To me a linear campaign has a set number of events and obstacles that can potentially be approached or bypassed, but must in some way be overcome. There is a specific predetermined goal but details on how you get there is up to the party. A true railroad dictates how you overcome those events and obstacles.

I try to run a game that's a linear sandbox in that I don't know exactly where the game is headed and people are absolutely allowed to go left instead of right or thwart an opponents plans through clever play. But there's always a clear direction to go, clear goals for the party to achieve because that's what my players ask for.

Which is to say that there is a broad spectrum of styles of play and there's even quite a bit of variance in what people would consider a railroad. Modules are almost always linear and if someone is running a module I know what I'm signing up for. It's just about the only thing people are willing to run so when I do get to play I just accept that it's what I'm going to be doing and go with the flow.

In the same way, convention and game day modules are more on the railroad side of the linear spectrum. But I still enjoy them because I enjoy seeing different DM styles, meeting and playing with new people, getting new perspectives. I get to just sit back, likely talk in a funny accent with a character that is writ large in broad easily recognized brushstrokes. I don't have to worry too much about analyzing motives or deep moral dilemmas (which are far too often badly handled "force the PCs to choose between two equally evil options" anyway). I can just sit back, have fun, make bad jokes and roll dice.
My definition differs a bit.

To me railroading is when nothing you say or do matters to the outcome. This applies equally to illusion of choice or blatant railroading.

Illusion of choice is when the DM presents you with two doors and informs you that one leads out and the other is one way deeper into the dungeon. Then no matter which one you choose, you end up through the door that leads deeper into the dungeon. The choice was illusionary and you are just doing what the DM wants you to do.

A blatant railroad is when you come to a wall and you try to climb over it and get informed it's unclimbable. Then when you want to fly over a strong downward wind keeps you from being able to rise. And so on. The DM is doing this because he wants you to go down the passage and kill the Jabberwocky first.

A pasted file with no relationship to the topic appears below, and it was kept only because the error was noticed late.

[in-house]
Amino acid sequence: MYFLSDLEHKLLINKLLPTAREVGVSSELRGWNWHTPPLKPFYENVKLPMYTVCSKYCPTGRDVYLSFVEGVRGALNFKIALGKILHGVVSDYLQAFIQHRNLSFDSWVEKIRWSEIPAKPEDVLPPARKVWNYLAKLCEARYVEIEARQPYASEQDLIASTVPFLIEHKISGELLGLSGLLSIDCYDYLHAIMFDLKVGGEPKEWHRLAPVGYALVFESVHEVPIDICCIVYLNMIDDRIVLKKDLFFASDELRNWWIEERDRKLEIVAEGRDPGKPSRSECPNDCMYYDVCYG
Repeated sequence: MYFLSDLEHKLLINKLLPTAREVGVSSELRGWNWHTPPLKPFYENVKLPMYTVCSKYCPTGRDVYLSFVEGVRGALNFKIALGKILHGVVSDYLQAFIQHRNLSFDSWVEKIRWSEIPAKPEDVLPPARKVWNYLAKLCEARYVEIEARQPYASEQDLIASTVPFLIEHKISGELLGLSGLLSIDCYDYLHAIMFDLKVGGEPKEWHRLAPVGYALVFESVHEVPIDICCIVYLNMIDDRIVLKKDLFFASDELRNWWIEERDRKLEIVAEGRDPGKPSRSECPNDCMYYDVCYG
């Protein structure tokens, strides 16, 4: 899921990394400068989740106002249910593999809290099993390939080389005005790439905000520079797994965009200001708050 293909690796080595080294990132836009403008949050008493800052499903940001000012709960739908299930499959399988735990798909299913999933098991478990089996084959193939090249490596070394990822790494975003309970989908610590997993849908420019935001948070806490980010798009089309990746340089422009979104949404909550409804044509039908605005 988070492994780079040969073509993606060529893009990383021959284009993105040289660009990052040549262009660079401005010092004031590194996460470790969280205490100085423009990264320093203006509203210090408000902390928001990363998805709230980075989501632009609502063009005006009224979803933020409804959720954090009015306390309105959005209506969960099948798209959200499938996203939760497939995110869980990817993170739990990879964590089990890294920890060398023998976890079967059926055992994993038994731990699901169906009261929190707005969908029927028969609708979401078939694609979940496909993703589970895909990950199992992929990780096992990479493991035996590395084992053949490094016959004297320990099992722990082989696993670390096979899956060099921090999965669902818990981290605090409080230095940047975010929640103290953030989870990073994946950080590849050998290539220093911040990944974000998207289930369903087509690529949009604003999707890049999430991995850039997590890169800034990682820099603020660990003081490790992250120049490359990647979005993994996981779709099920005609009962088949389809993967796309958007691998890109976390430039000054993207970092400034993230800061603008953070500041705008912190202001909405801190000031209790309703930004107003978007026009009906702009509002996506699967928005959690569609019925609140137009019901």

I view illusion of choice to be the worst of the two. The DM is lying to me in order to waste my time forcing me down his path. I'd much rather see the railroading so that I can decide whether I want to stay in the game(which might happen if it's with friends) or leave the game.

Where my definition differs from yours is that the obstacle may have multiple ways to be overcome. The DM doesn't have to dictate the method. Only force you down the path. In the Jabberwocky example the DM might have dropped clues to the Vorpal Sword being hidden nearby, but be open to other methods of defeating it. Then once dead the magical winds suddenly vanish and/or handholds appear on that wall enabling you to now go in that direction.
Sometimes it's kind of nice just to shut off your brain and enjoy playing.
That's called just being a player. Man, when I can stop DMing and just play, it blows my mind how much easier it is. I don't have to worry about a bunch of NPCs, their goals and what they know, juggling four PCs, knowing what's happening in the world, answering questions, etc.

It doesn't take linear or railroad to shut off my brain and enjoy playing. It just takes me not being DM. :p